Updated: Jan 20, 2021
If you’re reading this, you are probably just like the rest of us; people who can’t imagine a life without aviation, who have been told again and again that we have “the disease.” This is also known as the “aviation bug,” the thing that won’t allow our one-track minds to even consider another career. I personally have this bug, and I am proud of it. As I write this today, I have been a pilot for almost 20 years, and I am currently a Boeing 737 First Officer for American Airlines. Although my career has been the proverbial “roller coaster ride,” I wouldn’t change a thing. All of the experiences I’m about to outline brought me to where I am today, and honestly, I could not be happier. Currently, my wife and I live in downtown Chicago, IL, and I have a short train ride to my dream job at O’Hare International Airport (ORD). Wherever you live and whatever your aviation aspirations are, hopefully, my story provides some help and inspiration for you to reach your goals.
University Flight Training & Early Career
Prior to starting my aviation journey in 2001, I was your run-of-the-mill aspiring airline pilot growing up in the northwest suburbs of Chicago. As a kid, I would obsess over the endless stream of airliners overhead on final for runway 14R at ORD. Often times, my dad and I would drive to the runway threshold just to watch the planes fly over at super low altitudes — yes, it was a lot like that scene in Wayne’s World. Having set my sights on my ultimate career goal during my teenage years, I also knew early on that my ideal path to get there would be to attend a four-year university. Even though that’s the course I chose to pursue, there are countless routes you can take to achieve your aviation education and career goals, and truly no single option is better than any other.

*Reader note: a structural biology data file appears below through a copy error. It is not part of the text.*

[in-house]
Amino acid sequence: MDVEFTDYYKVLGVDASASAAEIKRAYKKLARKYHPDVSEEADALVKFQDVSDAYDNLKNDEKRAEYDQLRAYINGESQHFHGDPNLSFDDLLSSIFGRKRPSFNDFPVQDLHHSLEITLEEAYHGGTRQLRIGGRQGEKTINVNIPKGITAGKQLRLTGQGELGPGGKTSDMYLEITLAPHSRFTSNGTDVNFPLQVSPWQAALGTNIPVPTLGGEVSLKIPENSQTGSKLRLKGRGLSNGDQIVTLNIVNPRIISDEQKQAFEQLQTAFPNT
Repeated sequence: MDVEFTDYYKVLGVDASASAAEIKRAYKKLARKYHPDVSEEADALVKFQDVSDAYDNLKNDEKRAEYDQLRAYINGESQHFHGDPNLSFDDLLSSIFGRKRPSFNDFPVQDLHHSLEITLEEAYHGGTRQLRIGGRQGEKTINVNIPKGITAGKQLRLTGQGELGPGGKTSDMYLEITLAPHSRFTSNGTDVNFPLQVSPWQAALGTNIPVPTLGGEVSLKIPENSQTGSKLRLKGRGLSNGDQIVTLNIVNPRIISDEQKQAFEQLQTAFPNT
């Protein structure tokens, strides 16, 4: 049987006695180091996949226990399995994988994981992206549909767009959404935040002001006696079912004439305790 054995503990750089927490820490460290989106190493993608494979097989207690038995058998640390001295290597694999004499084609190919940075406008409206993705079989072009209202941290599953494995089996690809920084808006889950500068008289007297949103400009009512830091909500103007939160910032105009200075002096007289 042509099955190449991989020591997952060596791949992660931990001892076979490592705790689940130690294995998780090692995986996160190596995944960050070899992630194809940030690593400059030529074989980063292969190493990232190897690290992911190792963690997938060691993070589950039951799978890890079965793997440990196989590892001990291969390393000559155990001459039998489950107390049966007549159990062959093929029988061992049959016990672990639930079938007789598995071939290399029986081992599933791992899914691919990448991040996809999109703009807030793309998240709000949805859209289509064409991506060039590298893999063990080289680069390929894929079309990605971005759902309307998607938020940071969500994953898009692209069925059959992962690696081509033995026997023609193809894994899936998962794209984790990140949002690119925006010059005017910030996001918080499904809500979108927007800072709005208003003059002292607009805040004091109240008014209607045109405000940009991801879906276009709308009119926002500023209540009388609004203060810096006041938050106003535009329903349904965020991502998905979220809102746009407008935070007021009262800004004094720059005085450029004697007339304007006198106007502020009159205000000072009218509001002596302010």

There are too many facets to take into account in this short blog regarding how you will begin your journey; but rest assured, whether you attend a four-year university, learn to fly at an FAA Part 61 school, join the military, or choose any other option, you will succeed if you want it badly enough. My decision was simple. I wanted three things: to learn to fly, to earn a bachelor’s degree, and to have the full “college experience.” Lucky for me, that was all possible just three hours from home at the University of Illinois - Institute of Aviation in Champaign, IL. Even luckier for me, my high school grades and college test scores were sufficient. At the end of 2000, I was accepted into the Aviation Human Factors Bachelor’s Degree program beginning in the fall semester of 2001.
It’s no secret that 2001 was not the best year to start flying. Despite this fact, I spent the entire year prior repeatedly hearing that this was “the best time in the history of aviation” to begin a career as a pilot. The folks saying this weren’t wrong; they were basing their assumptions on the fact that an unprecedented number of retirements were on the horizon at all of the major airlines. None of us could have seen 9/11 coming, nor could anyone have predicted that it would take roughly 10 years for the airline industry to recover. However, the takeaway should be this: as a pilot you will hear a lot of advice and opinions on your career path from your peers, instructors, and coworkers. In fact, captains I fly with today regularly comment on how “great” my career is going to be. But none of that matters. Nobody knows what tomorrow will bring, and if there is a better example of that than 9/11 or Covid-19, I am not aware of it.